Barnes and Noble is changing up its marketing. In the last couple of months, the giant bookseller is communicating with its regular customers (like me, a B&N club cardholder for years) in a slightly different way.
Among the first changes that come to mind: fewer coupons (sigh) but never mind that for now. Their emails now include a weekly editorial with book reviews — which are actually pretty good reading themselves — from Barnes & Noble Review (a daily digest with contributing articles by various writers) of recently-published books . The main editor is someone named James Mustich, and I guess you could say I’m getting to know him.
In spite of the hype about e-readers (NOOK, Kindle, etc.) most publishers agree there will always be a place for traditional books and small, specialty bookstores. In fact, the smaller the shop, the more loyal its customers. Readers come to rely of the store owner’s selections and taste. If it fits theirs, then they’ll keep coming back. Bibliophiles are groupies like that.
So B&N is trying to go after that small bookstore feel, while still selling a gajillion books and keep stores open. At the same time, the company is courting their fast growing NOOK crowd and nurturing the digital market that feeds them. The recent launch of NOOK Color, NOOK Newsstand, and NOOK Kids entrenches them in the e-book market. Last quarter the company reported two times the sales of e-books compared to paper books.
Handily, those weekly BNR emails will work well with that sector too, since NOOK users can upload interesting books instantly and for less cost than a real book.
Listen to me…”a real book” I say. I bought my husband a Kindle (yes, I like its screen better than the NOOK’s) for Father’s Day because he buys ten fat paperback at a time and they’re starting to take up precious real estate in the library. Me, I just haven’t gone digital yet; I’m old-fashioned.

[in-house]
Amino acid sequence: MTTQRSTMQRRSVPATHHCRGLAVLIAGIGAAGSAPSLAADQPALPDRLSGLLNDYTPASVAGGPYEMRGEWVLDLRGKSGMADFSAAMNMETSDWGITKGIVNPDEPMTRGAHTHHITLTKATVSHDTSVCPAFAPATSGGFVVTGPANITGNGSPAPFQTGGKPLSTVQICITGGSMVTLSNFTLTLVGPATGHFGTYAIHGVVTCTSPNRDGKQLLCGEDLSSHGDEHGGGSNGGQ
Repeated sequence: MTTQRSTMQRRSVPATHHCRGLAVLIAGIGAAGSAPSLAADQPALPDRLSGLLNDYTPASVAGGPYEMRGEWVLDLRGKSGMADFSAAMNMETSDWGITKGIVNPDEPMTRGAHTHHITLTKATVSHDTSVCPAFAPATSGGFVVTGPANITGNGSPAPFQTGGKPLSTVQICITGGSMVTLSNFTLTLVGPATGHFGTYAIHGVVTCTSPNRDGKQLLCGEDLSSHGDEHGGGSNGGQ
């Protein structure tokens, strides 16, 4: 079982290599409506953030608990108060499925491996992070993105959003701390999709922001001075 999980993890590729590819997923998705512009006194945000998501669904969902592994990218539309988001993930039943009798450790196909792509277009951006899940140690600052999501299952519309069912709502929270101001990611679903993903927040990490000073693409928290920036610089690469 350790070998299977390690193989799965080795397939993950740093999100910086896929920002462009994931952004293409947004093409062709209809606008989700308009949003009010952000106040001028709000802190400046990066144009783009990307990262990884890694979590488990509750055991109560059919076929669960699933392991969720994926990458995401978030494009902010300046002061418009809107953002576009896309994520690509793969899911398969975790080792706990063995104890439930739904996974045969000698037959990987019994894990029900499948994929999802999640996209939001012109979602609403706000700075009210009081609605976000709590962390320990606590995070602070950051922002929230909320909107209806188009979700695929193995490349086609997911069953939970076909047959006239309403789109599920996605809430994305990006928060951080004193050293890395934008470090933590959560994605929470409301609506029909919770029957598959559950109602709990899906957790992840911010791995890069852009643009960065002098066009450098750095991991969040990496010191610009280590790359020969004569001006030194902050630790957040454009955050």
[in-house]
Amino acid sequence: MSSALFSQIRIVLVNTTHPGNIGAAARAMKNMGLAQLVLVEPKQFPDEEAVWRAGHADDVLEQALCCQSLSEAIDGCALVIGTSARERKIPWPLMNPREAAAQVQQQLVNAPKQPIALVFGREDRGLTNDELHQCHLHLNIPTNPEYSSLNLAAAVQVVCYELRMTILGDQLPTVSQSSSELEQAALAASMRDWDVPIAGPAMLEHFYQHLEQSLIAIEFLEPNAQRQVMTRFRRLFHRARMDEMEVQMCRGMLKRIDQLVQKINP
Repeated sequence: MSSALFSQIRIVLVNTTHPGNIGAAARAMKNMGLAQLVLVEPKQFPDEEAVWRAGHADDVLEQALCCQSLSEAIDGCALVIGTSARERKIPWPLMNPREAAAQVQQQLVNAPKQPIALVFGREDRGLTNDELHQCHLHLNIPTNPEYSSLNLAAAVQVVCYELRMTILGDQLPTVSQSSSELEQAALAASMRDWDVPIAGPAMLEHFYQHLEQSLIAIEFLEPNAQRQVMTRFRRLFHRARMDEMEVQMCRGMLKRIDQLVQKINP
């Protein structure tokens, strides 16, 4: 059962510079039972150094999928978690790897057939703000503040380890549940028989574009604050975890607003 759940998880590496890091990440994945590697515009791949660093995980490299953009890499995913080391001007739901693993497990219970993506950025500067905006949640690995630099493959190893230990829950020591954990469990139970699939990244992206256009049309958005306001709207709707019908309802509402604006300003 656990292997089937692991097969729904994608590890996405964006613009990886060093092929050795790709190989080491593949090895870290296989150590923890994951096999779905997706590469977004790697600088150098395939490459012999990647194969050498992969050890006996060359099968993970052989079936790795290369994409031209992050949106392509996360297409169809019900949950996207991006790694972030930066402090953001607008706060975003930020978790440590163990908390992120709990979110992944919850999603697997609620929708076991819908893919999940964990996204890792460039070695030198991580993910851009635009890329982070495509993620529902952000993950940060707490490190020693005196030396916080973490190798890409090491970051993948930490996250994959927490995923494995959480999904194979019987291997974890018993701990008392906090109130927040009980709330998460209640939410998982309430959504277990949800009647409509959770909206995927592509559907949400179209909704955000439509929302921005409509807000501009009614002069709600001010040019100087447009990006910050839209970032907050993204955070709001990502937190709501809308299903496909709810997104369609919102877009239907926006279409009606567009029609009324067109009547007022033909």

I still like those “real” paper books. (I even like the way they smell, the binding glue and paper scent a new book breathes when you open it. It’s the whole sensory experience.) So I bought this book last weekend, and tucked into the book with my receipt was this small slip of paper, separate from the receipt but printed on the same tape. TWO small slips of paper fell out when I opened the book, a small but important detail; I looked at both.
On the the smaller slip (see above photo) was a short list of titles that “B&N RECOMMENDS,” including one I already bought recently from the same location (Super Sad True Love Story), and 4 other titles that warrant the store’s claim “We think you’ll like these great titles.”
By the way, I buy a lot of business and marketing books at the local B&N store as well, but no business books were on my little slip, proof that it’s computer generated by genre and not by past purchasing history. Or maybe it’s some sneaky algorithm that blends both.
In any case it’s clever marketing, not unlike the way Amazon tells you what other readers bought when they selected the same book you just chose.
Two or more books are better than one:
- The trusted book critic recommends a new book every day — seven a week!
- The more recent “critic” — crowd-sourcing — leads you to the most popular purchases among “readers like you”
- a computer generates a list of recent well-received releases in the same genre
The “More is More” tactic works on book-lovers — and all hobbyists, come to think of it. Fabric, vintage car parts, golf clubs, and on and on.
When I started writing this post, my intention was to write about changing marketing strategies to keep customers engaged with fresh content. Now I realize that this topic gave me a lot of good ideas to chew on: editorial content, reviews of products, how to stay original in the way we personalize marketing messages based on past purchases…the wheels just keep spinning.
Incidentally, Barnes & Noble, Inc. (NYSE: BKS), reports its fourth quarter and fiscal 2011 year-end earnings results on Tuesday, June 21st, before the market opens. Personally, I’m enjoying the new marketing strategy and I hope it’s working out for the company if for no other reason than that it’s the only local bookstore (with real books) in the area. But trust me, I’d be happy to support a small independent bookstore any day if any entrepreneur had balls enough to open one these days.
I hope you are thinking about your small business in a new way today. I know I am.
Written by Jen McGahan